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Screen Printing | Outdated or in it's prime?

Updated: Oct 31, 2019

Screen Printing

Screen printing, or silk screen printing as it is sometimes called, is historically the most popular way of decorating T-shirts and other products. It produces strong colours even on dark garments. But the question is, is it still?


Screen prints are extremely durable, far more so than vinyl, and are likely to be the cheapest solution for large volume printing, especially of one colour. The main advantage of screen printing is the unique visual result it creates. The inks used are very durable, the colours are extremely vivid, particularly for outdoor uses, making this a unique reproduction technique.

The fact that we can print on a very large variety of materials and objects, and that we can choose from a plethora of special inks , are all factors that have helped to establish Screen Printing as the optimal method for creating products with particular features. This is a very flexible printing technology, with no limitations on the thickness and nature of the material on which the printing will be carried out, and without a doubt, for a specific volume of production, it continues to be the most effective and economical printing methodology around.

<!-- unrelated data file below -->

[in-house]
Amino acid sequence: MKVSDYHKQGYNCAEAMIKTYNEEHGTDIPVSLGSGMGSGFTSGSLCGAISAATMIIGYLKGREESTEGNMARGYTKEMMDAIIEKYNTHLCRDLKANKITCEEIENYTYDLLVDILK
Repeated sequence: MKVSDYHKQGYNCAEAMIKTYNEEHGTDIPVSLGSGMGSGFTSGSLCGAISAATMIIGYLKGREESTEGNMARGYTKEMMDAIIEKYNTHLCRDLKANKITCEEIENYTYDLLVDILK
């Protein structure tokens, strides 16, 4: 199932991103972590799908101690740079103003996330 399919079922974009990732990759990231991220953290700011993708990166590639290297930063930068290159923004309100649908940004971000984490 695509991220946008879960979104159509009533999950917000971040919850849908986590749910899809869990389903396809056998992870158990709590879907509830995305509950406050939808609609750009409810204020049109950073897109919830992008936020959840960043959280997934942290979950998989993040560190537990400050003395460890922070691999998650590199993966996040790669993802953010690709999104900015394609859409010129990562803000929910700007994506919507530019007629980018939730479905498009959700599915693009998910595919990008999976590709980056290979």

Due to the screen charges (per colour) and set up times small runs can prove costly. The more complex and colourful the design the more costly it is. For runs of 50 prints or less and for more than one colour screen printing can work out quite expensive. Each print position (chest, back, sleeve etc) will be charged separately.

Environment Issues

Screen printing isn't exactly eco-friendly. It requires chemicals and emulsifiers in the screen mesh creation, plenty of water to clean the screens, chemical inks and then needs to be heat cured to fix the design and stop it running. There are water based inks which are more eco-friendly than the regular plastisol inks. However, they are very difficult to work with and are hard to cure, which means the print could run or not last very long. To get round this you need to add a solvent which defeats the whole purpose, so eco-friendly inks are really not viable.

For more information about the environmental issues screen printing causes, feel free to read our other post here.

Environmental Pioneering

This year we are moving over to a radically new method of creating screens. This is done electronically, via new state of the art technology. We simply upload your design into the machine and it creates the mesh in just a few minutes, irrespective of how complex it is. There is no need for chemicals or emulsifiers in this process and because of the cheapness and quickness of the process we can dispense with the mesh after use so we don't need to use lots of water to clean the screens with.

What do you think?


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